Calderdale Council’s budget for the next three years was set amid a fiery debate at Halifax Town Hall.
Residents will see a freeze in Council Tax for two years, but the council has to find £9.4 million savings by 2018.
The Conservative-led administration worked with the Liberal Democrats to pass its budget.
Coun Stephen Baines (Con, Northowram and Shelf), leader of the council, told the meeting: “There are very few changes to the budget for 2015/16, but the Council Tax still remains as a zero increase as in the agreement last year.
“The major changes in our budget come in in 2017/18. We’ve always firmly believed that this should be decided after consultation with the general public, which is why we haven’t put forward any firm proposals,” he said.
“We’ve put forward some rough headings which are not set in concrete, so the general public can say what their priorities are.”
The budget was roundly criticised by the opposing Labour group.
Coun Tim Swift (Lab, Town), leader of the Labour group, said: “The Conservative budget lacks imagination, provides no sense of vision for the future and puts off any meaningful decisions until after the election.”
The main concern about the budget highlighted by both the Labour and Liberal Democrat groups is a £2.6 million cut to discretionary services - this includes libraries, leisure centres, winter gritters, public toilets, children’s centres and youth services.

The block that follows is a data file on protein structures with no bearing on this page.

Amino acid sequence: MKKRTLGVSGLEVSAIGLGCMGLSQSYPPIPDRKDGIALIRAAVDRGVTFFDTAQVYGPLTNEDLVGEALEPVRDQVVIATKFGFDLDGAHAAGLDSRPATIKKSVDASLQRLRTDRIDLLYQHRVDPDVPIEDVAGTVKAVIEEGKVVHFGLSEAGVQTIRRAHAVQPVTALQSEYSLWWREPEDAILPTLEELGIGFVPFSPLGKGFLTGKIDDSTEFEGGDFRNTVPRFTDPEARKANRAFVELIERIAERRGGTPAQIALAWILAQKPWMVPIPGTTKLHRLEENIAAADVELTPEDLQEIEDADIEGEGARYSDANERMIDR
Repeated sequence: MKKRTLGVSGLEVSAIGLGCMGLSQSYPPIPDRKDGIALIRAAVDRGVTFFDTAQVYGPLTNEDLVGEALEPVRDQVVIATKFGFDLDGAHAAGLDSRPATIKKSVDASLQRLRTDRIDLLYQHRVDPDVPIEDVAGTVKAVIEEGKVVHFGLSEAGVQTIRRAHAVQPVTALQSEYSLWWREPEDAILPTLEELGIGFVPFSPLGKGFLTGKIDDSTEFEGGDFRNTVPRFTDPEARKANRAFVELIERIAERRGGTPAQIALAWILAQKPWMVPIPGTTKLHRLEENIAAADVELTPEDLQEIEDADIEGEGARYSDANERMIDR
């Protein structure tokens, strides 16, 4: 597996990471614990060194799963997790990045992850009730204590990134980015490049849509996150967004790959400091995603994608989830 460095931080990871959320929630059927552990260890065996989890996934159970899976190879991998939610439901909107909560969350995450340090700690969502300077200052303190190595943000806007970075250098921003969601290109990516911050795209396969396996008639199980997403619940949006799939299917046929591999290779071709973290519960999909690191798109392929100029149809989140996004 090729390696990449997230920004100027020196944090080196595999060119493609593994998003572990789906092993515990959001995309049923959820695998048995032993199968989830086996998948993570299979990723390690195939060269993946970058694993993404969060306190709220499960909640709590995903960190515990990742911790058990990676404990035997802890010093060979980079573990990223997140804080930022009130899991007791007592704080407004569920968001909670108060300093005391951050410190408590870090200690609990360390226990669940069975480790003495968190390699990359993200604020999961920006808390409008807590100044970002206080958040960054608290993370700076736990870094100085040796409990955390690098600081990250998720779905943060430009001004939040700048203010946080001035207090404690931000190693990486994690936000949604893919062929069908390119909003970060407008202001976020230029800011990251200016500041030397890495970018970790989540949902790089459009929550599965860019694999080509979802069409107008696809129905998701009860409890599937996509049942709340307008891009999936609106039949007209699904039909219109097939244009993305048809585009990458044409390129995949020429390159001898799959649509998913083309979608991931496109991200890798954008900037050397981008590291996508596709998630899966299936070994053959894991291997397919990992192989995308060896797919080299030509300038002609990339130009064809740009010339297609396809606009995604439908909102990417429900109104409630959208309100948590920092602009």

An alternative budget put forward by the Labour group was blocked, because although Labour are the largest party on the council, they are one member short of an overall majority.
Coun Swift said that until a few minutes prior to the meeting the Labour group were expecting to be supported by the Liberal Democrat group.
The Mayor of Calderdale Coun Pat Allen (Lib Dem, Elland) sought legal advice before casting a deciding vote supporting the Conservative-led administration’s budget.
Coun Janet Battye (Lib Dem, Calder), leader of the Liberal Democrat group, said: “We had hoped to support the Labour budget, but what we really wanted was cross-party consensus.
“Our concern with the Cabinet proposals is that discretionary services look as though they may take the biggest hit in terms of expected savings in two years time - these are the bulk of the services that we know local people want and value - so we’ve got qualms about both of the budgets,” she said.
“No green proposals have been put forward - we want to take action on affordable warmth and we want the council to get to grips with its use of energy.”
Amendments put forward by the Liberal Democrat group which include measures to reduce energy usage in council buildings by 20 per cent and to set aside £1.4 million to improve insulation in social housing were passed when the Labour group abstained from voting.
A further amendment by the Labour group to inject a further £35,000 of investment into the Orangebox young people’s centre, Halifax, was passed unanimously.
Councillors from both the Conservative and Labour groups were reprimanded by the Mayor during the meeting for heckling and jeering during the debate.